Show Search Results Show Browse

Scottish National Dictionary (1700–)

Hide Quotations Hide Etymology

Abbreviations & symbols Cite this entry

About this entry:
First published 1974 (SND Vol. IX). Includes material from the 1976 and 2005 supplements.

TUMSHIE, n. Also tumzie (Fif. 1921 T.S.D.C.). [′tʌmʃi]

1. A jocular or colloq. name for a turnip (m. and s.Sc. 1973). Comb. tumshie-gowk, a scarecrow (w.Lth. 1975). See Gowk, n.1, 2. Gsw. 1947 J. F. Hendry Fernie Brae 128:
Gee we hid a lot o' fun pinchin' totties an' tumshies.

2. Contemptuous term for a person, esp. an idiot.Gsw. 1986 Michael Elder Take the High Road: The Man from France 15:
No one quite knew why, but it must have started during their respective schooldays because she still referred to him as Tumshie McGurk.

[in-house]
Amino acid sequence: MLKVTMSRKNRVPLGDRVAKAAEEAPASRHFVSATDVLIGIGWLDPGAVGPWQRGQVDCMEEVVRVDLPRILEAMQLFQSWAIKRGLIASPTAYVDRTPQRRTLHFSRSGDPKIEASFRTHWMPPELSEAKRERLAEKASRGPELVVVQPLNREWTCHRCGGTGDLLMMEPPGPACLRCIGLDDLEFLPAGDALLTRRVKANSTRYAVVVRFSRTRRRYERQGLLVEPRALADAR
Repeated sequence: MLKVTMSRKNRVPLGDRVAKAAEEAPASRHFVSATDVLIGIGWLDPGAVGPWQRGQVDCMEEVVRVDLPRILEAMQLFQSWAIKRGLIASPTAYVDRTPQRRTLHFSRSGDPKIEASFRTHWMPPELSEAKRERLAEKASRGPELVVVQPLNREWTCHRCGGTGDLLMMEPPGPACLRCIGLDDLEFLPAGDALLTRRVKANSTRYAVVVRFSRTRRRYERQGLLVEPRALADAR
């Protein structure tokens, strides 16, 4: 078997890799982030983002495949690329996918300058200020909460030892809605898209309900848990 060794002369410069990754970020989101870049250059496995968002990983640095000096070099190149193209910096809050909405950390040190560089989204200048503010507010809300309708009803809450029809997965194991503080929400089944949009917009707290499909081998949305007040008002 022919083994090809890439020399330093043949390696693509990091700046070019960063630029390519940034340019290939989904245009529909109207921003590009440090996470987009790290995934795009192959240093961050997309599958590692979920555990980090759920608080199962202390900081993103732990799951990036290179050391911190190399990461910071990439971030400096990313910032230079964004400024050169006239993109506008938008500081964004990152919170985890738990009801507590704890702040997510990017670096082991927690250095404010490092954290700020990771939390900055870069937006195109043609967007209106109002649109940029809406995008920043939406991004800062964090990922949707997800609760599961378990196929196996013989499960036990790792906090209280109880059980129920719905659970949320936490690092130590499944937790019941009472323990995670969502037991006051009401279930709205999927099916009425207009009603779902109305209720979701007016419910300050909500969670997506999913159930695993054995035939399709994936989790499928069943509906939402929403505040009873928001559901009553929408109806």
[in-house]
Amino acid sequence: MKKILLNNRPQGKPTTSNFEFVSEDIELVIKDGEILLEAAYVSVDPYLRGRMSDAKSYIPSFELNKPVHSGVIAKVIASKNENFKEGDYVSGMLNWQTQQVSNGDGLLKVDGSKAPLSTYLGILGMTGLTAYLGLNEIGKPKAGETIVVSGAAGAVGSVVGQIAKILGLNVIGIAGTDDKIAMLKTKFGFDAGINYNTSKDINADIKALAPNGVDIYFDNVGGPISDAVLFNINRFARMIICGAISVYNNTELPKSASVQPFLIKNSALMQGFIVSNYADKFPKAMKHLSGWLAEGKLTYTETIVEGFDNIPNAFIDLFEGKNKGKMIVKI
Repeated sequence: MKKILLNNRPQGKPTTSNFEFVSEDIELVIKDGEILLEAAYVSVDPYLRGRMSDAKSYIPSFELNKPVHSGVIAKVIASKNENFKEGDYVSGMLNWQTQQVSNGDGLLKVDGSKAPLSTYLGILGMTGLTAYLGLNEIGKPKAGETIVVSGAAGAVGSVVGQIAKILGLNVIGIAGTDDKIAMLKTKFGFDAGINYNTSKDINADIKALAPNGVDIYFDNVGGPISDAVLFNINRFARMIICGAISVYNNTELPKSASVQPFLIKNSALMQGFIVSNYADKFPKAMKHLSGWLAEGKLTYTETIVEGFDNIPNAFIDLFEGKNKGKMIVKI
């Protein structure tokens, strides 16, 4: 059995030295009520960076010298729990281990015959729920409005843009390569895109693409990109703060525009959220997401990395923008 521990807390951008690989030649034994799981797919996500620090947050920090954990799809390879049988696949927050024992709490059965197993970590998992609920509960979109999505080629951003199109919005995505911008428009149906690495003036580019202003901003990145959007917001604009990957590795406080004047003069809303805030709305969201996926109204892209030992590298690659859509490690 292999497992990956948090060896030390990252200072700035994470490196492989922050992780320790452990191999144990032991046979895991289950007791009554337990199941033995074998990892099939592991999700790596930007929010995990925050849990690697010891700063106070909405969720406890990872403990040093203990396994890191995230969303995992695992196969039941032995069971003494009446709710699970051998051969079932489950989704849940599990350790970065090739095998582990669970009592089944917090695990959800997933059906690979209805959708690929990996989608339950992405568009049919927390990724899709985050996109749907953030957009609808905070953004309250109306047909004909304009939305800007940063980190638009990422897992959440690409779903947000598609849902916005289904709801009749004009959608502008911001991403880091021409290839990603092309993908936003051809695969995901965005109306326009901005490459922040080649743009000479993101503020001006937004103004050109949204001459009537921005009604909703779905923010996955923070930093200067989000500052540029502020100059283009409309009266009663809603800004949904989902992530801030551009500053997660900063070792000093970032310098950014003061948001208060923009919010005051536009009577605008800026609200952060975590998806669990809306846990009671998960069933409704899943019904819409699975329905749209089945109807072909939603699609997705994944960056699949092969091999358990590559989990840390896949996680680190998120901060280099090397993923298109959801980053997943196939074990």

Sc. 2000 Herald 8 May 14:
I notice the latest in-word of New Labour is performance-related pay. If any teacher or worker in the NHS does not come up to scratch then their salary will be reduced or they will be sacked. I don't expect this will apply to MPs otherwise many of the tumshies I watch and listen to would be immediately penniless.

[Prob. orig. a children's deformation of Turmet or Eng. dial. form tummit with dim. -Sie ending.]

You may wish to vary the format shown below depending on the citation style used.

"Tumshie n.". Dictionary of the Scots Language. 2004. Scottish Language Dictionaries Ltd. Accessed 21 May 2022 <http://www.dsl.ac.uk/entry/snd/tumshie>

27836

snd

Hide Advanced Search

Browse SND:

    Loading...

Share: